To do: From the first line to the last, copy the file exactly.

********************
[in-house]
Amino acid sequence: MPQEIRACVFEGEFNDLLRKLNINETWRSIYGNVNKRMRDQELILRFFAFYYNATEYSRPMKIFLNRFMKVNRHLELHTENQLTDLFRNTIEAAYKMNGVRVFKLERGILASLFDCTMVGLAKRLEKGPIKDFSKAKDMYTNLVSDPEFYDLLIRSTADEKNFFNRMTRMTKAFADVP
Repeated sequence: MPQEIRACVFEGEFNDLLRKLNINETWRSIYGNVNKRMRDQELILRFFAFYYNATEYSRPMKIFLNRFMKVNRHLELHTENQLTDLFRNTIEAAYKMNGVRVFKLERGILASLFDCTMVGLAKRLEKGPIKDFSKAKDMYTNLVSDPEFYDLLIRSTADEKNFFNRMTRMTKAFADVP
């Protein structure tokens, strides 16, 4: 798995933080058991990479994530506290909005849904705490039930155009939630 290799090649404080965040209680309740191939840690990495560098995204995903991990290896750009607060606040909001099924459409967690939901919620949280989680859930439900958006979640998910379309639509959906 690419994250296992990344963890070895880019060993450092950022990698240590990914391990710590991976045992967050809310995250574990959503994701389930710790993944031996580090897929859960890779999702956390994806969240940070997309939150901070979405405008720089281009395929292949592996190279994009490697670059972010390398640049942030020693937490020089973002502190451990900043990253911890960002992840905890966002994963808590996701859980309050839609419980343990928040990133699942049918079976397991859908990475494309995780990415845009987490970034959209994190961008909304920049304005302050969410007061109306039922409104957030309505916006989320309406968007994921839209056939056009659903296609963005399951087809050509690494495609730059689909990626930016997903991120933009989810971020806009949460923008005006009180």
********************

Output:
[in-house]
Amino acid sequence: MPQEIRACVFEGEFNDLLRKLNINETWRSIYGNVNKRMRDQELILRFFAFYYNATEYSRPMKIFLNRFMKVNRHLELHTENQLTDLFRNTIEAAYKMNGVRVFKLERGILASLFDCTMVGLAKRLEKGPIKDFSKAKDMYTNLVSDPEFYDLLIRSTADEKNFFNRMTRMTKAFADVP
Repeated sequence: MPQEIRACVFEGEFNDLLRKLNINETWRSIYGNVNKRMRDQELILRFFAFYYNATEYSRPMKIFLNRFMKVNRHLELHTENQLTDLFRNTIEAAYKMNGVRVFKLERGILASLFDCTMVGLAKRLEKGPIKDFSKAKDMYTNLVSDPEFYDLLIRSTADEKNFFNRMTRMTKAFADVP
């Protein structure tokens, strides 16, 4: 798995933080058991990479994530506290909005849904705490039930155009939630 290799090649404080965040209680309740191939840690990495560098995204995903991990290896750009607060606040909001099924459409967690939901919620949280989680859930439900958006979640998910379309639509959906 690419994250296992990344963890070895880019060993450092950022990698240590990914391990710590991976045992967050809310995250574990959503994701389930710790993944031996580090897929859960890779999702956390994806969240940070997309939150901070979405405008720089281009395929292949592996190279994009490697670059972010390398640049942030020693937490020089973002502190451990900043990253911890960002992840905890966002994963808590996701859980309050839609419980343990928040990133699942049918079976397991859908990475494309995780990415845009987490970034959209994190961008909304920049304005302050969410007061109306039922409104957030309505916006989320309406968007994921839209056939056009659903296609963005399951087809050509690494495609730059689909990626930016997903991120933009989810971020806009949460923008005006009180």